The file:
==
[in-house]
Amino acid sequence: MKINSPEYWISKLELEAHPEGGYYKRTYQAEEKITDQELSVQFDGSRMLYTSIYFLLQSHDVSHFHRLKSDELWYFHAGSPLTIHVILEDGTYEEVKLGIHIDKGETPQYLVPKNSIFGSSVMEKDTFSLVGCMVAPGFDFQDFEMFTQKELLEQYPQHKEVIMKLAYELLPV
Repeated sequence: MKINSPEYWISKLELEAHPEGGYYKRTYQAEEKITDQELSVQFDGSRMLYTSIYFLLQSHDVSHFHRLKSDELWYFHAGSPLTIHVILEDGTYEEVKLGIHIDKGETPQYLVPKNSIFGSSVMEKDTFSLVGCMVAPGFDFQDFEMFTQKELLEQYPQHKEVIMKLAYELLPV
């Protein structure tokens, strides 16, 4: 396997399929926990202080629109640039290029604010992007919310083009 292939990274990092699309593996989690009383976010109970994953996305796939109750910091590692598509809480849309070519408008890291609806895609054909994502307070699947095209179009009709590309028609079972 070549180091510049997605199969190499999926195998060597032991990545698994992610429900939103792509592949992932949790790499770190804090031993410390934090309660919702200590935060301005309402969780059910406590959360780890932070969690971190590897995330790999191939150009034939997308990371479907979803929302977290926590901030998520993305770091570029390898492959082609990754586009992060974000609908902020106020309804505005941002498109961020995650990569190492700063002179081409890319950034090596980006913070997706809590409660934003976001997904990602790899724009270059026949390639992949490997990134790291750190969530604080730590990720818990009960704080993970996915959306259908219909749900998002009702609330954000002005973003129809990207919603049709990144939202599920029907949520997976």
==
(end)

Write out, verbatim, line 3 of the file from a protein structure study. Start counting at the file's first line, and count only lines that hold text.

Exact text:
Repeated sequence: MKINSPEYWISKLELEAHPEGGYYKRTYQAEEKITDQELSVQFDGSRMLYTSIYFLLQSHDVSHFHRLKSDELWYFHAGSPLTIHVILEDGTYEEVKLGIHIDKGETPQYLVPKNSIFGSSVMEKDTFSLVGCMVAPGFDFQDFEMFTQKELLEQYPQHKEVIMKLAYELLPV